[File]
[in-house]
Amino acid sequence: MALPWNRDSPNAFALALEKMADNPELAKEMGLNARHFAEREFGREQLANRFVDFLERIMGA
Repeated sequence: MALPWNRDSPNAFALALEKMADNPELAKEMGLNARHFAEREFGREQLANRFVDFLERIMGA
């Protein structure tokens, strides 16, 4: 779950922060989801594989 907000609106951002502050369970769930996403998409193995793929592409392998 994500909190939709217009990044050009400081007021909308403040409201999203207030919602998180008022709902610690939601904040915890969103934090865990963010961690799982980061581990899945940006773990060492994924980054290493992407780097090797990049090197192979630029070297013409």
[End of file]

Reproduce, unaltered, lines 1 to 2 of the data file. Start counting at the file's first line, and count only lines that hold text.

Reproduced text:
[in-house]
Amino acid sequence: MALPWNRDSPNAFALALEKMADNPELAKEMGLNARHFAEREFGREQLANRFVDFLERIMGA